SEC Increases Threshold for Performance Fees

New Qualified Client Definition Effective September 19, 2011

The Dodd-Frank Act required the SEC to revise upward the dollar thresholds for a person to be deemed a “qualified client” pursuant to Rule 205-3. The qualified client definition is important because SEC registered investment advisers (including hedge fund managers) cannot charge performance fees to those investors who are not qualified clients. Previously an individual needed to have a net worth of $1.5 million or have $750,000 of AUM with the investment adviser. The new thresholds are $2 million and $1 million respectively.

It does not appear that there are any grandfathering provisions that will be applicable and it is currently unclear whether managers will need to seek confirmation from current investors/clients as to whether such investors meet the new qualified client definition. If managers are required to seek additional confirmation from current investors, this will obviously create additional legal and administrative expenses for managers. Regardless, for any future investors/clients, SEC registered investment

advisers (and those groups that will be registering within the next 9 months) should make sure that the new qualified client definition is included in all subscription documents and other investment advisory contracts.

Another important issue is how this change will affect state registered investment advisers. Many state laws and regulations either mirror the federal laws and regulations or make specific reference to Rule 205-3. It is likely that many states will be coming out with guidance on this issue either through notifications or orders, or through legislative changes. Nonetheless, most state registered investment advisers should begin making plans to adapt to the changes at the federal level.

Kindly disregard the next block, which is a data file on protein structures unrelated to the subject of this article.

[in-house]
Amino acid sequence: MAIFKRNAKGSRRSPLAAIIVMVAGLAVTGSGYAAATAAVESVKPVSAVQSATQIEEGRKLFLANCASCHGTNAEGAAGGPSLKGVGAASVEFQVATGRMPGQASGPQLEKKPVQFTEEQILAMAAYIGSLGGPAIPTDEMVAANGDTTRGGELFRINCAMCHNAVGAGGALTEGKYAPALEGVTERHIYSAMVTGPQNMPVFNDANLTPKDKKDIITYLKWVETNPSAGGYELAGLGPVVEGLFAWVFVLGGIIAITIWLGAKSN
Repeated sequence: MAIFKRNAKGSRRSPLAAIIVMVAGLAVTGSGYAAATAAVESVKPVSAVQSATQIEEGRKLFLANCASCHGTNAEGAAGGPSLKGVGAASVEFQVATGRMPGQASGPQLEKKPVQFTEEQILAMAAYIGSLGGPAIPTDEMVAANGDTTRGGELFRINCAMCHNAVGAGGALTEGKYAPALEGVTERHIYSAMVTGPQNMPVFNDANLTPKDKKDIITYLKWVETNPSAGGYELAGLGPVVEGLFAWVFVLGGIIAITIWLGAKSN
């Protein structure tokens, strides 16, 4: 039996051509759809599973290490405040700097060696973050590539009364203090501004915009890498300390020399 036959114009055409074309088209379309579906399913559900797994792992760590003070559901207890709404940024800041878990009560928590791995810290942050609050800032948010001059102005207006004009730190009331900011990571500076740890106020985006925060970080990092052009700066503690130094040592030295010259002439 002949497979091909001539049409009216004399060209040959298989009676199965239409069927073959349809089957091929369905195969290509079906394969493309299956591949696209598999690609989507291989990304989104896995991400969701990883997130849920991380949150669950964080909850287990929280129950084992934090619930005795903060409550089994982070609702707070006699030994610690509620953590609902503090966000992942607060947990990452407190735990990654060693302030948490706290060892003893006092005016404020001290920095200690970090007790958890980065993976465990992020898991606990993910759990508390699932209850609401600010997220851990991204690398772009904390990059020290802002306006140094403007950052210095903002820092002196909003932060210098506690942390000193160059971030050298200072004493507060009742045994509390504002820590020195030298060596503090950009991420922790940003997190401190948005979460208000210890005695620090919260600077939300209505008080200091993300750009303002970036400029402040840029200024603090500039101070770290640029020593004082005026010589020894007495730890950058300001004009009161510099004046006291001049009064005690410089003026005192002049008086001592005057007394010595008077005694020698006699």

As more information from the states become available, we will be providing updates on this blog.

The notice of the SEC order is reprinted below and can be found here.

The actual SEC Order can be found here: SEC Order – Qualified Client Definition


SEC Issues Order Raising Performance Fee Rule Dollar Limit to Adjust for Inflation



Washington, D.C., July 12, 2011 – The Securities and Exchange Commission today issued an order that raises, to adjust for inflation, two of the thresholds that determine whether an investment adviser can charge its clients performance fees. The order carries out a requirement of the Dodd-Frank Wall Street Reform and Consumer Protection Act.

SEC's Order

Rule 205-3 under the Investment Advisers Act allows an investment adviser to charge a client performance fees if the client meets certain criteria, including two tests that have dollar amount thresholds. Under today’s order, an investment adviser will be able to charge performance fees if the client has at least $1 million under the management of the adviser, or if the client has a net worth of more than $2 million. Either of these tests must be met at the time of entering into the advisory contract. The previous thresholds were $750,000 and $1.5 million respectively, and were last revised in 1998.

The Dodd-Frank Act requires that the Commission issue an order to adjust for inflation these dollar amount thresholds by July 21, 2011 and every five years thereafter. The Commission published a notice of its intent to issue the order on May 10, 2011. The Commission also proposed amendments to rule 205-3, which are currently under consideration.

The order will be effective on September 19, 2011, which will be approximately 60 days after its publication in the Federal Register.


Bart Mallon is an attorney with a practice focused on hedge funds and investment adviser registration. He can be reached directly at 415-868-5345.


1 thought on “SEC Increases Threshold for Performance Fees

  1. Mike B

    This also hurts smaller funds and investors because it will be more difficult to align investor-manager interests for smaller partnerships. It probably would result in higher fixed management fees (ignoring performance) for smaller investors.

    I think this threshold should be significantly lowered when certain criteria are met — e.g. when the manager has a significant portion of his/her net worth in a partnership along with the investors.

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